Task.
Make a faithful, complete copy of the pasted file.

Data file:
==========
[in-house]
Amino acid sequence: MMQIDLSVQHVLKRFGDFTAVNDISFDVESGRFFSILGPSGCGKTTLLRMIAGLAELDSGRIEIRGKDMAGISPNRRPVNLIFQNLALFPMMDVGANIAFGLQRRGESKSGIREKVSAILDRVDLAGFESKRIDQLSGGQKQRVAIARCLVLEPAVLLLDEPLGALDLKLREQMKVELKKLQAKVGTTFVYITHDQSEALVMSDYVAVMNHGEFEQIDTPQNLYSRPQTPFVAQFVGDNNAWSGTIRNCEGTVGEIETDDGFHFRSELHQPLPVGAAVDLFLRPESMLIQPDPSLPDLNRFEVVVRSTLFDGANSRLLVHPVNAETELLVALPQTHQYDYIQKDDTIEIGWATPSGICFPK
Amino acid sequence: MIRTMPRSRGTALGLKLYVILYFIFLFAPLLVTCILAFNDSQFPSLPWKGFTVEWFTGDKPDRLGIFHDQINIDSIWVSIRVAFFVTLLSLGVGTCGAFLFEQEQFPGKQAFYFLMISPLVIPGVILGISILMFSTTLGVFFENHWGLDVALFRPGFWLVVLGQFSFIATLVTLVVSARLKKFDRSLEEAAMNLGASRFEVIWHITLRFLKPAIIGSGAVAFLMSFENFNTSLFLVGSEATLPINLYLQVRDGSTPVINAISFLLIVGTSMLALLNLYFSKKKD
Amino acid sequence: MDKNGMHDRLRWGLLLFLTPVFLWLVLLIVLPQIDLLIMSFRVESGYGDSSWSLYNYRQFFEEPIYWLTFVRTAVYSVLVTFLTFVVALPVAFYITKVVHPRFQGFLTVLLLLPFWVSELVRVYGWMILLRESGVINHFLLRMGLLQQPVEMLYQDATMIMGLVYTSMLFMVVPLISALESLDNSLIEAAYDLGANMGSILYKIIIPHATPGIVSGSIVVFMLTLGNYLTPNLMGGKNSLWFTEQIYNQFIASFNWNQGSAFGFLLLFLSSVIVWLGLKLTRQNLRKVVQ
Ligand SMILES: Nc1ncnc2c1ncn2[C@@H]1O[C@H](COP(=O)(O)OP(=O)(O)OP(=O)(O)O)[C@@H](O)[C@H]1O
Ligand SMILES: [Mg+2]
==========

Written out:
[in-house]
Amino acid sequence: MMQIDLSVQHVLKRFGDFTAVNDISFDVESGRFFSILGPSGCGKTTLLRMIAGLAELDSGRIEIRGKDMAGISPNRRPVNLIFQNLALFPMMDVGANIAFGLQRRGESKSGIREKVSAILDRVDLAGFESKRIDQLSGGQKQRVAIARCLVLEPAVLLLDEPLGALDLKLREQMKVELKKLQAKVGTTFVYITHDQSEALVMSDYVAVMNHGEFEQIDTPQNLYSRPQTPFVAQFVGDNNAWSGTIRNCEGTVGEIETDDGFHFRSELHQPLPVGAAVDLFLRPESMLIQPDPSLPDLNRFEVVVRSTLFDGANSRLLVHPVNAETELLVALPQTHQYDYIQKDDTIEIGWATPSGICFPK
Amino acid sequence: MIRTMPRSRGTALGLKLYVILYFIFLFAPLLVTCILAFNDSQFPSLPWKGFTVEWFTGDKPDRLGIFHDQINIDSIWVSIRVAFFVTLLSLGVGTCGAFLFEQEQFPGKQAFYFLMISPLVIPGVILGISILMFSTTLGVFFENHWGLDVALFRPGFWLVVLGQFSFIATLVTLVVSARLKKFDRSLEEAAMNLGASRFEVIWHITLRFLKPAIIGSGAVAFLMSFENFNTSLFLVGSEATLPINLYLQVRDGSTPVINAISFLLIVGTSMLALLNLYFSKKKD
Amino acid sequence: MDKNGMHDRLRWGLLLFLTPVFLWLVLLIVLPQIDLLIMSFRVESGYGDSSWSLYNYRQFFEEPIYWLTFVRTAVYSVLVTFLTFVVALPVAFYITKVVHPRFQGFLTVLLLLPFWVSELVRVYGWMILLRESGVINHFLLRMGLLQQPVEMLYQDATMIMGLVYTSMLFMVVPLISALESLDNSLIEAAYDLGANMGSILYKIIIPHATPGIVSGSIVVFMLTLGNYLTPNLMGGKNSLWFTEQIYNQFIASFNWNQGSAFGFLLLFLSSVIVWLGLKLTRQNLRKVVQ
Ligand SMILES: Nc1ncnc2c1ncn2[C@@H]1O[C@H](COP(=O)(O)OP(=O)(O)OP(=O)(O)O)[C@@H](O)[C@H]1O
Ligand SMILES: [Mg+2]